Some women don’t need an epidural during childbirth, while childbirth is more painful for many women.
Now researchers at the University of Cambridge found a genetic clue which explains why some women have a natural epidural and others don’t have.
A collaboration between clinicians and scientists based at Addenbrooke’s Hospital, part of Cambridge University Hospitals NHS Foundation Trust (CUH), and the University of Cambridge sought to investigate why some mothers report less pain during labour.
Scientists put a group of women, all of whom gave birth without requesting pain relief, through a number of exercises to test their resistance to discomfort, including applying heat and pressure to their arms and asking them to plunge their hands into icy water.
When compared to another group of mothers who did require pain relief, they were shown to have a far higher threshold before they experienced pain.
“It is unusual for women to not request gas and air, or epidural for pain relief during labor, particularly when delivering for the first time,” said Dr. Michael Lee, joint lead author, in a press release.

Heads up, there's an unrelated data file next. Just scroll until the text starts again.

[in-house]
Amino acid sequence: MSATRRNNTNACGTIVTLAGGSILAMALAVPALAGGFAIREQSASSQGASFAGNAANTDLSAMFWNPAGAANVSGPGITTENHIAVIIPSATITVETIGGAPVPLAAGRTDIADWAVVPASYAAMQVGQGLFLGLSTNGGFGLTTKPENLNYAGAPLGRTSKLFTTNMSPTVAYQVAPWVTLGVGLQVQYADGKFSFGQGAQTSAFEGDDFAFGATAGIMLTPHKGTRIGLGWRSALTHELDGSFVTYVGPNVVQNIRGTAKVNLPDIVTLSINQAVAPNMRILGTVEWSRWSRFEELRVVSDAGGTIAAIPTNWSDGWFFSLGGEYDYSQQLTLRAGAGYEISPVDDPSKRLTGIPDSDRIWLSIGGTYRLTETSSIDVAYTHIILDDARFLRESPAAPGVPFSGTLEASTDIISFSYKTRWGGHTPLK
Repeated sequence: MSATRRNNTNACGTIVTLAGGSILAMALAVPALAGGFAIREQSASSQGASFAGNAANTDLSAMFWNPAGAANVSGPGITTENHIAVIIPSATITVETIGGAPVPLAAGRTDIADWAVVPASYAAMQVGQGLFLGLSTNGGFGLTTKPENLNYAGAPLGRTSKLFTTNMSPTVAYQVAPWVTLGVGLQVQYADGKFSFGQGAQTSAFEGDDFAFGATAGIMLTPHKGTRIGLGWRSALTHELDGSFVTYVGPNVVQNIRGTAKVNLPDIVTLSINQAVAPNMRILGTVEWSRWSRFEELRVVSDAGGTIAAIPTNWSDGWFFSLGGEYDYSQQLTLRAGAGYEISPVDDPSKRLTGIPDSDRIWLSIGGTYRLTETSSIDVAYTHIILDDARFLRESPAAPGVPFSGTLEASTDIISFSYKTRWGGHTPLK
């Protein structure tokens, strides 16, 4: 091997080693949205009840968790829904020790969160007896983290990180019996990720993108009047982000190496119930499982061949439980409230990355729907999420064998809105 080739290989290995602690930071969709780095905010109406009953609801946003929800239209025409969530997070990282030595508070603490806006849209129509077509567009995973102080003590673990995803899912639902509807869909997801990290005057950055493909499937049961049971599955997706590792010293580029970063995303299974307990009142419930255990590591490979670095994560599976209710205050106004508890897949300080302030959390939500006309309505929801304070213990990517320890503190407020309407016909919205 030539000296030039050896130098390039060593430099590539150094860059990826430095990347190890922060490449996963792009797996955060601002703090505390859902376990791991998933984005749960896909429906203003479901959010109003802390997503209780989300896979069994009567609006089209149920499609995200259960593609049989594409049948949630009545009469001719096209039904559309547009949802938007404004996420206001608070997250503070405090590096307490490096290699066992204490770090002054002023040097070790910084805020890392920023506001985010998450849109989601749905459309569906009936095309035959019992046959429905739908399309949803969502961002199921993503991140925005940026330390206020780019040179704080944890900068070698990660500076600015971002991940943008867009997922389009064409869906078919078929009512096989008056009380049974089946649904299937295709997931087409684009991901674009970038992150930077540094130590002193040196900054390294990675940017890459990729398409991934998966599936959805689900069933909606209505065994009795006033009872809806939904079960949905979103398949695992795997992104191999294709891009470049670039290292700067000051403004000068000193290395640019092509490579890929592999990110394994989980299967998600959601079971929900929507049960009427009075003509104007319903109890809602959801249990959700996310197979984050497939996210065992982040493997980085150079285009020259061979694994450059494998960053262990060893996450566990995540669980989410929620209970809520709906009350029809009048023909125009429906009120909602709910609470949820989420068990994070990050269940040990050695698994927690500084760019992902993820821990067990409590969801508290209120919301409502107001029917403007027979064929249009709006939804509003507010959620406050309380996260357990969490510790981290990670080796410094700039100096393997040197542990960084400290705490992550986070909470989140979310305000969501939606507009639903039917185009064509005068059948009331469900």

Next, senior co-author, Professor Geoff Woods, and his colleagues at the Cambridge Institute for Medical Research sequenced the genetic code of both groups of women and found that those in the test group had a higher-than-expected prevalence of a rare variant of the gene KCNG4. It’s estimated that one approximately 1 in 100 women carry this variant.
KCNG4 provides the code for the production of a protein that forms part of a ‘gate’, controlling the electric signal that flows along our nerve cells. As the joint first author Dr. Van Lu showed, sensitivity of this gatekeeper to electric signals that had the ability to open the gate and turn nerves on was reduced by the rare variant.
This was confirmed in a study involving mice led by Dr. Ewan St. John Smith from the Department of Pharmacology, who showed that the threshold at which the ‘defective’ gates open, and hence the nerve cell switches ‘on’, is higher—which may explain why women with this rare gene variant experience less pain during childbirth.
Dr. St. John Smith, senior co-author, explained: “The genetic variant that we found in women who feel less pain during childbirth leads to a ‘defect’ in the formation of the switch on the nerve cells. In fact, this defect acts like a natural epidural. It means it takes a much greater signal—in other words, stronger contractions during labour—to switch it on. This makes it less likely that pain signals can reach the brain.”
“When we tested these women, it was clear their pain threshold was generally much higher than it was for other women,” said Lee, a lecturer with the University of Cambridge’s division of anaesthesia.